Variant Configuration – SSC Syntax for Classification

Alright, now I’m starting to get the hang of this, and I have to confess, I like it.  If you’ve ever worked with me, you probably recognize that I was kinda old school when it came to the VC, and model creation.  I tended to always the old transactions rather than the cool new tools like PMEVC.  However, the SSC (Solution Sales Configurator if you forgot) has given me a cool new way to do things that really speeds things up.  Now, I’ll have to see if there’s anyway to import back into ECC easily, but for now, I’m just playing in the Eclipse tool.  Today I’m going to talk about the SSC syntax of classification.

If you haven’t checked out the previous posts, they will help you catch up:

Variant Configuration – SSC Stand Alone Installation
Variant Configuration SSC – tricks to installing the local database

Variant Configuration SSC – using the Modeling Environment

Now, here’s what I did to give myself a baseline.  I took an old presentation about advanced mode modeling from the CWG:  Advanced_Mode_Tutorial.pdf.  Hank Meeter wrote this nearly 10 years ago, but when it comes to what you can do with the SSC, it all still applies.  And since I really hadn’t done anything with advanced mode in well, I think I might have played around in a sandbox 9 years ago…  I figured I needed a refresher.  So I pulled up my own system, and I went through did all the exercises.  Now the part that sucks is that I can’t get the IPC on my systems (apparently all the money I pay SAP, and the fact that I’d use it to help them sell the stuff when I consult doesn’t warrant me getting the install files, but I”m not bitter 🙂 ).  So I could write all the rules in ECC, but I couldn’t test any of it.

Next, I did all the same exercises in Eclipse, and what’s really cool is that I could execute it there and see the instantiation, the rules firing, and even a bit of the debug functionality.  So, I’m going to break this into a few posts, and talk about the syntax in Eclipse and how to make it all work.

Now, the first thing you need is a project, so I made myself a new SSC project (see my previous posts if you need help installing).  And since this was a simple one, I got rid of a bunch of folders and just kept:

I created a file under each of these.  Under Classes, I created the file Library.ssc (because the example is about a library and books and bookcases).  Then I created a file under Knowledge-Bases called…  knowledgebases.ssc (original, I know)…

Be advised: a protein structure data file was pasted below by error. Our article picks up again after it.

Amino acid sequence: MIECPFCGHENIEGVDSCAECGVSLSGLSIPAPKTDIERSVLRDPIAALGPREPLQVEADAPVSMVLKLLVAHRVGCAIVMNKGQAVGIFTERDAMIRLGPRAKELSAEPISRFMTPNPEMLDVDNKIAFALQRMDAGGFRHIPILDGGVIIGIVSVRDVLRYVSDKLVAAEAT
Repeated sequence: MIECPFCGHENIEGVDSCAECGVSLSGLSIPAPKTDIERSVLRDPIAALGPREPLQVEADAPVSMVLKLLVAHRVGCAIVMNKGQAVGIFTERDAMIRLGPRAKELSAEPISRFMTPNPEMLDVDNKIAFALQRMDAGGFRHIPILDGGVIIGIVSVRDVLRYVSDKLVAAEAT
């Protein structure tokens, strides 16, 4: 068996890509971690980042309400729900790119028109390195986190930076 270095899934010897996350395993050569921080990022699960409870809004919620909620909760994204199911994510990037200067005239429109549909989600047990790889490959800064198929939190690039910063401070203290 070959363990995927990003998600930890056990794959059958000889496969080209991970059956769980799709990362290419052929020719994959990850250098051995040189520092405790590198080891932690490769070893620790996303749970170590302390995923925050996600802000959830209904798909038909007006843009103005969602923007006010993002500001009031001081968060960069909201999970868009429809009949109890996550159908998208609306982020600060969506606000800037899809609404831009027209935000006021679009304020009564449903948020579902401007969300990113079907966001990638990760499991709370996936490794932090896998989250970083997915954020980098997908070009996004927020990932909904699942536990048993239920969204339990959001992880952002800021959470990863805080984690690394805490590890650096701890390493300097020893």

so great.  I have 2 empty files…  what the heck do I do with them.  One of the nice things about the Eclipse is that it has the helper functionality built into it.  so if you press <cntrl>-<space>, you’ll get the list of options.  Still, it’s daunting, so I cheated and used some of the starter projects I got to get me started.  So that’s what I’ll do for you 🙂

Now the building blocks of everything Variant Configuration related is Classification, so it’s the obvious place to start.


/* here’s a few examples that should get you started */
/*Here’s  numeric cstic with a defined value range */

characteristic AM_THICKNESS {
name “Thickness” numericLength 4 decimalPlaces 2 restrictable unit “cm”
0.25, 0.50, 0.75, 1.00, 1.25, 1.50, 1.75, 2.00,
2.25, 2.50, 2.75, 3.00, 3.25, 3.50, 3.75, 4.00,
4.25, 4.50, 4.75, 5.00, 5.25, 5.50, 5.75, 6.00,
6.25, 6.50, 6.75, 7.00, 7.25, 7.50, 7.75, 8.00,
8.50, 9.00, 9.50, 10.00
/* here’s your char based */
characteristic AM_MATERIAL {
name “Material” textLength 6 restrictable
“CHIP” name “Chipboard”,
“PLY”  name “Plywood”,
“WOOD” name “Solid wood”,
“STEEL” name “Steel”
/* a numeric interval */
characteristic AM_WEIGHT {
name “Weight” numericLength 4 restrictable unit “g”
intervals 1-9999
/* my first Abstract Data type */
characteristic AM_HOLDS_BOOKS {
name “Holds Books” classType AM_BOOK multiValue
/* an aggregating characteristic */
characteristic AM_WIDTH_TOTAL {
name “Total Width” numericLength 6 decimalPlaces 2 unit “cm”
specialFunction aggregating

Next up, gotta do something with those characteristics.

class AM_SHELF {
name “Shelf”
AM_HEIGHT required,
AM_WIDTH required,
AM_DEPTH required,
AM_THICKNESS required,
AM_MATERIAL required,
AM_HOLDS_BOOKS required noinput,

One of the big things to notice is that you don’t set the characteristic attributes like invisible or required at the cstic level.  You have to define it at the class.

Gotta keep you reading…  and I like to keep some ideas of what to write about next, so I’ll start the next round like materials and bills of materials tomorrow.  Hope you find this interesting.


My Apologies…

I just wanted to put this out there.  My wife is due this week with second little munchkin, so don’t be surprised if there are some days without posts.  I’m trying to write some posts in advance to try to keep giving you the information you’ve grown used to…  but even the best of us fall behind eventually =)

so in short, accept my apology in advance and I promise to be back…  of course, I might be in a bit of a fog for the next few weeks, but I’ll be here =)

as always, if you have any ideas or want to know more about something…  let me know.  I can always use new ideas for blogging =)